SkyWest Airlines has reached an agreement with Alaska Airlines to operate five of the Bombardier CRJ700s exiting the fleet of Alaska's regional unit Horizon Air.

As part of a delayed plan to transition to an all Bombardier Q400 fleet, Horizon Air will finally be phasing out its remaining 13 CRJ700s during the first half of this year. During a conference call today Horizon and Alaska Airlines executives told analysts that all 13 of these CRJ700s will be leased or subleased to other US regional carriers, including five which will remain in the Alaska network and be operated by SkyWest.

Alaska Airlines president Brad Tilden says SkyWest will operate the five CRJ700s primarily on routes between California and Pacific Northwest. These routes are currently served with Horizon CRJ700s but Tilden explains they are too long for Q400s and too thin to be up-gauged to Alaska mainline Boeing 737s.

Alaska executives say the carrier is entering into a capacity purchase agreement with SkyWest for the operation of these five aircraft. They explain the agreement has a "fully industry standard structure" and gives SkyWest a guaranteed profit margin which is similar to the margins provided by other contracts in the US regional airline industry.

Currently all of Alaska's regional capacity in the mainland US is provided by Horizon. As of the beginning of this month, all Horizon capacity comes under a capacity purchase agreement with its sister company.

SkyWest will become a second regional partner providing feed to Alaska under the capacity purchase model. As part of the new agreement with Alaska, SkyWest has agreed to sublease five CRJ700s from Alaska/Horizon for five to six years.

Alaska executives say the sublease terms match the outstanding time remaining in the leases at Horizon. The aircraft will move over from Horizon to SkyWest as they exit the Horizon fleet.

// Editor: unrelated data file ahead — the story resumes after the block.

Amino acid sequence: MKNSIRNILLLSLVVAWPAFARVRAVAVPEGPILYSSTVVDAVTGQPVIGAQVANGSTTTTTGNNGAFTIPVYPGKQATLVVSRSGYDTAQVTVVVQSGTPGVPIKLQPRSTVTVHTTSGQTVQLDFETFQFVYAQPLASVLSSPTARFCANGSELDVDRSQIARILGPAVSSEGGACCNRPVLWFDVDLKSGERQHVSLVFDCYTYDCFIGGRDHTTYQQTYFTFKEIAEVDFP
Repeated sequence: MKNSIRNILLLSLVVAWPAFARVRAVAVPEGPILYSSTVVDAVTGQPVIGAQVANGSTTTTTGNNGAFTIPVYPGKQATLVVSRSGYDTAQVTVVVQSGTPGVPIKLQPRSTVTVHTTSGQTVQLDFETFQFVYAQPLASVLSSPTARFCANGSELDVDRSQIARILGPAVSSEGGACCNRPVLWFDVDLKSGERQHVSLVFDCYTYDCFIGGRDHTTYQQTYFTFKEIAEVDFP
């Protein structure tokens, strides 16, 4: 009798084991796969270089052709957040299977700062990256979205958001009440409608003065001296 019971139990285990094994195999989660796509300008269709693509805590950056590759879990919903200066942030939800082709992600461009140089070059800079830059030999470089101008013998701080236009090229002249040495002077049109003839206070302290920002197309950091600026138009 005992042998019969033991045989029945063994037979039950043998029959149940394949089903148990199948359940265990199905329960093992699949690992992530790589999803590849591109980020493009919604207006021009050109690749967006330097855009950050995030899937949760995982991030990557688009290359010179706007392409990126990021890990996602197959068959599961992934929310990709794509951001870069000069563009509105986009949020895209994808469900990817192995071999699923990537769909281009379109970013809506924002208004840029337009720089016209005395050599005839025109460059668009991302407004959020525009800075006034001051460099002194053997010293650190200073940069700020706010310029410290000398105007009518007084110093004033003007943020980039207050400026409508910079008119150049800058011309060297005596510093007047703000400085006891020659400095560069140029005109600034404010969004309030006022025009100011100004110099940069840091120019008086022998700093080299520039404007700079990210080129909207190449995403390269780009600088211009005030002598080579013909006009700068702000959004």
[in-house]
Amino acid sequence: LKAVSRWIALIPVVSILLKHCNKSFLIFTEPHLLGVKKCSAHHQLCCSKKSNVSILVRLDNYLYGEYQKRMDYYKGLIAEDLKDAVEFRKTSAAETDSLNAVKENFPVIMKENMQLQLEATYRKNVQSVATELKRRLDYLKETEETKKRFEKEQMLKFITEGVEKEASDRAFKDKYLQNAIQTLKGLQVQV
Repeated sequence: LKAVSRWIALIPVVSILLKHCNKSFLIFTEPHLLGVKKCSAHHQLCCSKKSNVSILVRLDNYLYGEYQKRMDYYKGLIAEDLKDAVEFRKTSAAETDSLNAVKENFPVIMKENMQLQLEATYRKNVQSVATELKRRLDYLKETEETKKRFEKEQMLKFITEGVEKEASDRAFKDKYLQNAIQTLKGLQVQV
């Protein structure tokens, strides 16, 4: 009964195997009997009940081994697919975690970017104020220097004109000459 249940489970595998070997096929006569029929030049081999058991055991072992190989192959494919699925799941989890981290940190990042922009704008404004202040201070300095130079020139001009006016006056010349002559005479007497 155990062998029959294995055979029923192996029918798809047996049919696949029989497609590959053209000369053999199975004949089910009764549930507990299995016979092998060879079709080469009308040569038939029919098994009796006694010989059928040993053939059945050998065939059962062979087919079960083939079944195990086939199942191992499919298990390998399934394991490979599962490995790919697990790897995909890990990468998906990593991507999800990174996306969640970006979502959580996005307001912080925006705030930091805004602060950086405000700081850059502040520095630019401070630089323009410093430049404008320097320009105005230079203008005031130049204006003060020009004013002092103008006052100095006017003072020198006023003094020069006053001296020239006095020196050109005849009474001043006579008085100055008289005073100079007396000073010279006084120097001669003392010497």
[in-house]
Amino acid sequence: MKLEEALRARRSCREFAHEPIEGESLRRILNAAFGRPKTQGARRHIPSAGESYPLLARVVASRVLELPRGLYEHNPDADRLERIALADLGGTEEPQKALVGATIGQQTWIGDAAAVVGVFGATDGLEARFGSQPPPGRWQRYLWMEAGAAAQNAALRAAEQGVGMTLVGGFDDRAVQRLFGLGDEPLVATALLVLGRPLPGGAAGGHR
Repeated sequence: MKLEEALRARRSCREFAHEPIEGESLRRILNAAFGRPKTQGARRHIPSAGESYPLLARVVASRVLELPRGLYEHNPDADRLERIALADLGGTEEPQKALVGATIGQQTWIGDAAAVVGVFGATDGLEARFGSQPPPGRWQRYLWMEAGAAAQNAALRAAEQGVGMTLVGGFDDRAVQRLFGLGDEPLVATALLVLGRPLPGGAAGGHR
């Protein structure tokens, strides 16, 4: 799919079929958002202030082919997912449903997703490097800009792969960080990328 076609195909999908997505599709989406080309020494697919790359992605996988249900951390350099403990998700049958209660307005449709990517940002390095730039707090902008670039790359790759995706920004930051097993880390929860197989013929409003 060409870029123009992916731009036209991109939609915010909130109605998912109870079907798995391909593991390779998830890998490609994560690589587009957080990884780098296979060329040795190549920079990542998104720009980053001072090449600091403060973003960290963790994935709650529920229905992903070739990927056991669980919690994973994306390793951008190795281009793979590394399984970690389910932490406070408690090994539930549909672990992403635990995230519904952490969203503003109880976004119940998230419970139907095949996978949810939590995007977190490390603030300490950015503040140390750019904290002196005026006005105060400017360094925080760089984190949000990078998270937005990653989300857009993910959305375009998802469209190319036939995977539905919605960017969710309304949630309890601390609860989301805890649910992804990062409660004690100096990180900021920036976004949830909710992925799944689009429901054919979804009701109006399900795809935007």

Horizon first unveiled plans in 2008 to shed its CRJ700s and transition to an all-turboprop fleet consisting of Q400s. Originally Horizon planned to phase out its CRJ700s by the end of 2009 but this plan has been delayed multiple times due to difficulties remarketing the regional jets in the challenging economic environment.

Horizon has now finally found homes for its 13 remaining CRJ700s and will phase out its last regional jet in June. Alaska CFO Brandon Pedersen says charges of up to $3 million per aircraft will be incurred as the regional jets exit Horizon's fleet.

While Horizon's last five CRJ700s will be flown by SkyWest for Alaska, executives at Alaska acknowledge that Horizon's other eight remaining CRJ700s will end up in the networks of other US majors. At Horizon, these eight CRJ700s will be replaced this year with eight new Q400s, giving the carrier a fleet of 48 Q400s.

As a result of the upcoming fleet changes, Horizon's net fleet will decrease from 53 to 48 aircraft. Pedersen told analysts that Alaska Air Group will not grow Horizon "until we think we are achieving appropriate returns for that business".

He says Horizon's financial performance improved by about $10 million in 2010 compared to 2009 but Horizon still needs to further work at reducing its cost base before it is in a position where it can again pursue expansion.

Earlier today Alaska Air Group announced Horizon will be retiring its public brand. Alaska executives say this was a difficult decision but necessary as the company wanted to present a unified brand to its customers and financially Horizon was not successful enough under its previous business model.

Horizon Air president Glenn Johnson says the airline will now begin the process of changing its livery and signs to reflect Alaska's Eskimo logo. He says this process will take "12 plus months".

While Horizon's brand will eventually go away, the carrier will continue to retain its own operators' certificate and union agreements. Alaska chief executive Bill Ayer says selling Horizon is not an option being considered.

"It's a real asset for the air group," Ayer says, adding the executive team still thinks "Horizon fits in" with the group's overall strategy.

Source: Air Transport Intelligence news